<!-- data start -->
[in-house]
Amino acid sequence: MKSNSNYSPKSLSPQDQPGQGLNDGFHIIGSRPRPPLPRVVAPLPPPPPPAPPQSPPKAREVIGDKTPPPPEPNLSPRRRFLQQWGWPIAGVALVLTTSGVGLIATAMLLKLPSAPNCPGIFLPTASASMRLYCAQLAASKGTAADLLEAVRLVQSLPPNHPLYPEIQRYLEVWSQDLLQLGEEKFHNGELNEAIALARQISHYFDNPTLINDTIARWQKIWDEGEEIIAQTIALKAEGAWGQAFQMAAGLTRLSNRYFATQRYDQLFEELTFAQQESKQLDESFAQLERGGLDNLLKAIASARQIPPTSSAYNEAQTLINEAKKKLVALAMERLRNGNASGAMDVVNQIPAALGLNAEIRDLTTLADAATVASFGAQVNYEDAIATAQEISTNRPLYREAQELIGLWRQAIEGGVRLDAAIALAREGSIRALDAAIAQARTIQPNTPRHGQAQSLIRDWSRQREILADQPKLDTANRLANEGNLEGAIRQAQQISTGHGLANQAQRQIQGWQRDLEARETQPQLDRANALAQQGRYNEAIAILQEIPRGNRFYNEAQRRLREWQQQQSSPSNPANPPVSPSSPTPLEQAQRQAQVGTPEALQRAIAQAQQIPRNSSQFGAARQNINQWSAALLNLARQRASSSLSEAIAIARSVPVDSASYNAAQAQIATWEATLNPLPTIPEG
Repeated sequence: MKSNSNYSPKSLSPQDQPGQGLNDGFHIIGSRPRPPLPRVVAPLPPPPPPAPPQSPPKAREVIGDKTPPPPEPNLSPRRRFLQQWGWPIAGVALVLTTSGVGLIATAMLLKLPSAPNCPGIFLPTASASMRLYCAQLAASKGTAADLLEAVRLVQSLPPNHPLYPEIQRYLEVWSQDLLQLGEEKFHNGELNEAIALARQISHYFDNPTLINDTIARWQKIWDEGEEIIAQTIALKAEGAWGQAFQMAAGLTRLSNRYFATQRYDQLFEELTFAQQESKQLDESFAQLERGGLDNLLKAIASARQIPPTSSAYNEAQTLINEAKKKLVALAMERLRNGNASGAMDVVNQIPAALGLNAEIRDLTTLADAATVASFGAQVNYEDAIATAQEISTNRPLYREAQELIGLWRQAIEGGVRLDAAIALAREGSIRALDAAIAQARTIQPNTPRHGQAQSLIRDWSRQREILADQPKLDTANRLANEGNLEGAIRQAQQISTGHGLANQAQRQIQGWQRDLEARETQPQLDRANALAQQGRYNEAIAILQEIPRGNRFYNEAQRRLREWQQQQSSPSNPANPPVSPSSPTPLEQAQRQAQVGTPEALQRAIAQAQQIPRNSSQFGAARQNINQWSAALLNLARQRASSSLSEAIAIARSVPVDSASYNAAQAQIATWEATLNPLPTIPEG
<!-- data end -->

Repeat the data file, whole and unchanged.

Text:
[in-house]
Amino acid sequence: MKSNSNYSPKSLSPQDQPGQGLNDGFHIIGSRPRPPLPRVVAPLPPPPPPAPPQSPPKAREVIGDKTPPPPEPNLSPRRRFLQQWGWPIAGVALVLTTSGVGLIATAMLLKLPSAPNCPGIFLPTASASMRLYCAQLAASKGTAADLLEAVRLVQSLPPNHPLYPEIQRYLEVWSQDLLQLGEEKFHNGELNEAIALARQISHYFDNPTLINDTIARWQKIWDEGEEIIAQTIALKAEGAWGQAFQMAAGLTRLSNRYFATQRYDQLFEELTFAQQESKQLDESFAQLERGGLDNLLKAIASARQIPPTSSAYNEAQTLINEAKKKLVALAMERLRNGNASGAMDVVNQIPAALGLNAEIRDLTTLADAATVASFGAQVNYEDAIATAQEISTNRPLYREAQELIGLWRQAIEGGVRLDAAIALAREGSIRALDAAIAQARTIQPNTPRHGQAQSLIRDWSRQREILADQPKLDTANRLANEGNLEGAIRQAQQISTGHGLANQAQRQIQGWQRDLEARETQPQLDRANALAQQGRYNEAIAILQEIPRGNRFYNEAQRRLREWQQQQSSPSNPANPPVSPSSPTPLEQAQRQAQVGTPEALQRAIAQAQQIPRNSSQFGAARQNINQWSAALLNLARQRASSSLSEAIAIARSVPVDSASYNAAQAQIATWEATLNPLPTIPEG
Repeated sequence: MKSNSNYSPKSLSPQDQPGQGLNDGFHIIGSRPRPPLPRVVAPLPPPPPPAPPQSPPKAREVIGDKTPPPPEPNLSPRRRFLQQWGWPIAGVALVLTTSGVGLIATAMLLKLPSAPNCPGIFLPTASASMRLYCAQLAASKGTAADLLEAVRLVQSLPPNHPLYPEIQRYLEVWSQDLLQLGEEKFHNGELNEAIALARQISHYFDNPTLINDTIARWQKIWDEGEEIIAQTIALKAEGAWGQAFQMAAGLTRLSNRYFATQRYDQLFEELTFAQQESKQLDESFAQLERGGLDNLLKAIASARQIPPTSSAYNEAQTLINEAKKKLVALAMERLRNGNASGAMDVVNQIPAALGLNAEIRDLTTLADAATVASFGAQVNYEDAIATAQEISTNRPLYREAQELIGLWRQAIEGGVRLDAAIALAREGSIRALDAAIAQARTIQPNTPRHGQAQSLIRDWSRQREILADQPKLDTANRLANEGNLEGAIRQAQQISTGHGLANQAQRQIQGWQRDLEARETQPQLDRANALAQQGRYNEAIAILQEIPRGNRFYNEAQRRLREWQQQQSSPSNPANPPVSPSSPTPLEQAQRQAQVGTPEALQRAIAQAQQIPRNSSQFGAARQNINQWSAALLNLARQRASSSLSEAIAIARSVPVDSASYNAAQAQIATWEATLNPLPTIPEG